Review Summary: Let's go racing.
I love hard rock when it’s done right; when it’s free of pretense, straightforward and rockin’. I love cars too; they go fast and provide confidence to a not so confident individual. Fu Manchu are the musical personification of a car, and this car is fun to drive, let me tell you. It accelerates quickly, and loudly too, it goes around the turns with ease and precision. This is an awesome car. The So-Cal dudes of Fu Manchu have been doing this hard rock thing since the good ol’ year of 1990. This LP, titled “The Action Is Go” was released in 97’; it showcases a veteran bunch of hard rock songwriters just doing their thing. Not much else to say for this release other than how good it is and believe me, this is some good ***.
Fu Manchu has a sound characterized by a macho looking dude with a mullet, aviator shades and some thick sideburns driving a blue Chevelle smoking 5 cigars at once while going 120 on the highway. This is a demonstration of masculinity. These tracks contain riffs that strike pleasure upon the listener with primordial ferocity, and they do it so effortlessly. In addition to being muscular, it’s also smooth and easy to digest; just how an album should be. It’s anything a fan of hard rock would want in an LP; no frills, no ***s given rock.
The material on this LP doesn’t disappoint at all. The album kicks off with “Evil Eye” and might I say this is the single most badass riff I have ever heard? It combines that muscular Kyuss grind with Sabbath riffing making for one hell of a track. That Kyuss groove is possibly due in part to Brant Bjork playing the skins on this release. Mr. Bjork doesn’t do anything flashy really throughout the LP’s runtime but his style and sound from behind the kit is large and in charge. These tracks chug along like a belligerent man at the pub, flipping over tables and waitresses alike, and also flipping the owner off in the process. It’s amazing how much drumming, simple or complex can contribute to a release. “Urethane” trudges along and then nicely gets the *** out of dodge for the cocaine rush of the title track. That Chevelle I mentioned earlier has now morphed into some ridiculous Monster Garage type deal, equipped with machine guns and steel teeth, roaring down the expressway at some ungodly amount of speed. The material on the album isn’t thrown together in anyway; it’s actually a very cohesive affair and that’s usually an advantage if I’m not mistaken.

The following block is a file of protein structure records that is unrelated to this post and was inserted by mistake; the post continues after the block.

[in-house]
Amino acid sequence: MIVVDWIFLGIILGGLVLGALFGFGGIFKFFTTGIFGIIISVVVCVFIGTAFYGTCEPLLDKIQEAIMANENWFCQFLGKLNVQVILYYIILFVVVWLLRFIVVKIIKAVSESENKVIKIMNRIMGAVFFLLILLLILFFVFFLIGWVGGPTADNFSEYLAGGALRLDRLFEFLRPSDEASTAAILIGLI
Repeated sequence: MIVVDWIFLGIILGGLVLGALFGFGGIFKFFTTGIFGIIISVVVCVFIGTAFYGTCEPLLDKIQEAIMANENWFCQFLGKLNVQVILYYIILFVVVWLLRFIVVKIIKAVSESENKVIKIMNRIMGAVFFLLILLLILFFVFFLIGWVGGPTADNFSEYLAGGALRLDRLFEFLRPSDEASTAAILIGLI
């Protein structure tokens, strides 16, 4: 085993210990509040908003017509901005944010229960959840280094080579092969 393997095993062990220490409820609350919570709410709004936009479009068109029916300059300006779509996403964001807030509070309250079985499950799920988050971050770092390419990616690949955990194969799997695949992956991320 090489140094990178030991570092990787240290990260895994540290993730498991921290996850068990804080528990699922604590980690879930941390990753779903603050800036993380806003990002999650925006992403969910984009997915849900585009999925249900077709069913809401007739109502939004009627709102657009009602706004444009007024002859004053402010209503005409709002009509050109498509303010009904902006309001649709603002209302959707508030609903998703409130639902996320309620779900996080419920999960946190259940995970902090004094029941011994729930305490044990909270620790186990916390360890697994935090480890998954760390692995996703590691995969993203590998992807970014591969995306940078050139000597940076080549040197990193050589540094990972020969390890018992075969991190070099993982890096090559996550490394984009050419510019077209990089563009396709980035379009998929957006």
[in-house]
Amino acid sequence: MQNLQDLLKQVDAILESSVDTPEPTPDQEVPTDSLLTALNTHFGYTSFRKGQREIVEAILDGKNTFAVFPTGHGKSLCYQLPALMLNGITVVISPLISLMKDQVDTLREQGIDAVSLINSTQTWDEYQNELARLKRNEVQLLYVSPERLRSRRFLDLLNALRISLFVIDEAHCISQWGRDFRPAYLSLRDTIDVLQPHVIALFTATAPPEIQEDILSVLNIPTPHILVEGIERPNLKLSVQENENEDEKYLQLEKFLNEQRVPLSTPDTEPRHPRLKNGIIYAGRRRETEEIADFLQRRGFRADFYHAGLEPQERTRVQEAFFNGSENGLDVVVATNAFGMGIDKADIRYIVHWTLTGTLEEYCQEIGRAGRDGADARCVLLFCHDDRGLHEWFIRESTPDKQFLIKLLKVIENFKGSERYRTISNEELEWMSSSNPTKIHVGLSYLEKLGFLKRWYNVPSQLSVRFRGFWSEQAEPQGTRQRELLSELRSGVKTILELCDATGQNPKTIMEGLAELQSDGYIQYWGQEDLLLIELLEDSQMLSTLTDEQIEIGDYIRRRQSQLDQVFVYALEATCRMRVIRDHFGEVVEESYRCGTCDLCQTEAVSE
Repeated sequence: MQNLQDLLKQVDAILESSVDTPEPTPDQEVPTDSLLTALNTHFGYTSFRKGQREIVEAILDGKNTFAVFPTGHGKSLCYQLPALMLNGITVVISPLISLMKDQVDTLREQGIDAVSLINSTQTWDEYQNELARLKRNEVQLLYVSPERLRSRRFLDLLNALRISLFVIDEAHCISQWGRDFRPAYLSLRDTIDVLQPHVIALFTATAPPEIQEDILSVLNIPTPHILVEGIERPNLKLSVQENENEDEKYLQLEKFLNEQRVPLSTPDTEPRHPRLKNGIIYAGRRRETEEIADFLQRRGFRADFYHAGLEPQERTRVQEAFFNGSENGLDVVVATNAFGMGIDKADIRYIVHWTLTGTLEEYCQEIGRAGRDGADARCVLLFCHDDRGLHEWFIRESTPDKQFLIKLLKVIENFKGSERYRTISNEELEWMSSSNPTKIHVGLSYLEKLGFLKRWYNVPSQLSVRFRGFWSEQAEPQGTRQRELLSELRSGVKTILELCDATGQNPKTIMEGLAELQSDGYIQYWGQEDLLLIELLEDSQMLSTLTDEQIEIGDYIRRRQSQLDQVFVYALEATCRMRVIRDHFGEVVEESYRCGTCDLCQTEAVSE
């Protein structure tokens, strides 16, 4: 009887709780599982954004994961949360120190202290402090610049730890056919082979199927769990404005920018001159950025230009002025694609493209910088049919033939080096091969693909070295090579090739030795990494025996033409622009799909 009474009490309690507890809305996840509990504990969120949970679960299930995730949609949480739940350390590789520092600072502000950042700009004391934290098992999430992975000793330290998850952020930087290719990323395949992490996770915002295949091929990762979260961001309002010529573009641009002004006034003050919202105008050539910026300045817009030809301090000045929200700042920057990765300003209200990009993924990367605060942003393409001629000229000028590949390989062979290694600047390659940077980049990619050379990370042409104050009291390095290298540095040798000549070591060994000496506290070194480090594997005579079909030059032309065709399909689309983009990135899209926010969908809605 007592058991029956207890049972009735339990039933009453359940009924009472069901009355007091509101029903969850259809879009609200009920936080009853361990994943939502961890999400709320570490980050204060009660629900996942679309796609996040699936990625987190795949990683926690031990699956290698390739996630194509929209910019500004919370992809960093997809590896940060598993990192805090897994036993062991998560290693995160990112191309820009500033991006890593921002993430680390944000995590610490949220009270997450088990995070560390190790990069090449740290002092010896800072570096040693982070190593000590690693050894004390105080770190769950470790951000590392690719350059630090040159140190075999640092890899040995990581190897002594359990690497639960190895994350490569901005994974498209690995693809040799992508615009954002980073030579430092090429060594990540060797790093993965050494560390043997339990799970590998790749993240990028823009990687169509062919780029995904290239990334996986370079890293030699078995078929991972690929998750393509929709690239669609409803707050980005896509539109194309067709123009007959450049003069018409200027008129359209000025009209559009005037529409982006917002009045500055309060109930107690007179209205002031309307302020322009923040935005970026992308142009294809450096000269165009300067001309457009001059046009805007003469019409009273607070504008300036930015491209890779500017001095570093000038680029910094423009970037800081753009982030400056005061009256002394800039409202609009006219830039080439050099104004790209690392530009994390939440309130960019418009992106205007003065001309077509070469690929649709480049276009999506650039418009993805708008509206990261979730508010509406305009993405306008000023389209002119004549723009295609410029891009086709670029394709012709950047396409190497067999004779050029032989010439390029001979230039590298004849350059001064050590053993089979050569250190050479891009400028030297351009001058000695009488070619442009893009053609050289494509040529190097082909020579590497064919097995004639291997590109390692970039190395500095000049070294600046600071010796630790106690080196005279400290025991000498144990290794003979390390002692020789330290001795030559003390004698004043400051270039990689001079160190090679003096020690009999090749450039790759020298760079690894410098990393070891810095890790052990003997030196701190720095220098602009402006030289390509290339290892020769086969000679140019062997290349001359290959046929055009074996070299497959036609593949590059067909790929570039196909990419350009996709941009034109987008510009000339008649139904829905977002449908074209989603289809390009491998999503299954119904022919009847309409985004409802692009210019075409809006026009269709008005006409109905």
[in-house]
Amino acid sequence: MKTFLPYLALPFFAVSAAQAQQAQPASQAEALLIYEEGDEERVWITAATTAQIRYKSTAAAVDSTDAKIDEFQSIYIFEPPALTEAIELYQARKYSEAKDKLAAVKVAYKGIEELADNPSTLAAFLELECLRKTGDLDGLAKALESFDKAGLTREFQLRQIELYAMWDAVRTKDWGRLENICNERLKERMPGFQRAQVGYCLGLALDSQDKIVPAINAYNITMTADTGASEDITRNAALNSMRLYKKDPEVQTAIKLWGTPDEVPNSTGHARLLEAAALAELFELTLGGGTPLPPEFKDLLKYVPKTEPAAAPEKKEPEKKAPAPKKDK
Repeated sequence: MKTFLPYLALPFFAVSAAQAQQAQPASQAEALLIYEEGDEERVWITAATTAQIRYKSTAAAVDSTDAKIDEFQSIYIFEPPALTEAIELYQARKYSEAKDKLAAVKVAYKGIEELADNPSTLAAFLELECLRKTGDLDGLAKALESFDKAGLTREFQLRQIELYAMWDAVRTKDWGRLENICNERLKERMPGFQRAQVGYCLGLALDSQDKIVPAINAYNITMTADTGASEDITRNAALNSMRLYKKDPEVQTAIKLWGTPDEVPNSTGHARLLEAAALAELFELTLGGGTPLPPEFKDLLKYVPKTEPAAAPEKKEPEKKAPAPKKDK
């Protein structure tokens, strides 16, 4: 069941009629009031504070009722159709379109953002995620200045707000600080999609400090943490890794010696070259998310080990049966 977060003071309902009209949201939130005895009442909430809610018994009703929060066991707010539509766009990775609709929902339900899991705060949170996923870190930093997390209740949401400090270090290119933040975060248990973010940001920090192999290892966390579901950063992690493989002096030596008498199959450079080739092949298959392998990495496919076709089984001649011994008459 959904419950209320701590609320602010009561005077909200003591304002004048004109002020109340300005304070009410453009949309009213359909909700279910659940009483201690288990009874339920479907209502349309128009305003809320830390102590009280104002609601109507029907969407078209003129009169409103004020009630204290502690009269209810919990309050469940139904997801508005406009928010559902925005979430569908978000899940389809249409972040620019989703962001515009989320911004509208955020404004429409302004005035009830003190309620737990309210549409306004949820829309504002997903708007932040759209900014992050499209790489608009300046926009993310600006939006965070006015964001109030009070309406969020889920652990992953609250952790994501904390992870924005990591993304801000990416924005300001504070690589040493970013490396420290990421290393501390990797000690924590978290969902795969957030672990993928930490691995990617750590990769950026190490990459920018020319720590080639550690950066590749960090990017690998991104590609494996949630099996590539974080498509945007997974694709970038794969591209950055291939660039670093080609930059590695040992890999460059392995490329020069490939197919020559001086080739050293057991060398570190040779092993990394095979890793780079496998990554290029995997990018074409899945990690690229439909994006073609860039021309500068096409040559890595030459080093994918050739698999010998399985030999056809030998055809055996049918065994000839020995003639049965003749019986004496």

Usually, this concept would get old after about 5 tracks but with a sound like Fu Manchu’s, it won’t ever be unwelcomed during the listen. Fu Manchu does the hard rock gig for a couple more tracks until making way for “Saturn III”, a 7 minute psychedelic crawl which is a definite highlight of the track list. The guitar solo in this jam is nothing but heroic. The listener is taken on a joyride in a spacecraft, soaring high above the clouds in the most testosterone-charged fashion. After “Saturn III” does its bit, the frenzied closer “Nothing Done” erupts from the speakers and bludgeons the listener to submission closing out the album in a volcanic, mercurial style.
In conclusion, Fu Manchu makes hard rock magic with this one, writing a cohesively fun set of jams for the avid hard rock listener. Though repetitive in spots, there is no way that redundancy makes this adrenaline kick less enjoyable. They turned their amps to 11 and played some badass riffs, that I can appreciate. This isn’t really an album to chill out and relax to, nor an album you listen to when you’re looking for something innovative. This is for those moments of intense energy. I recommend you take this bad boy out on the road; that’s where it’s at its musical height. Gentlemen, start your engines with Fu Manchu.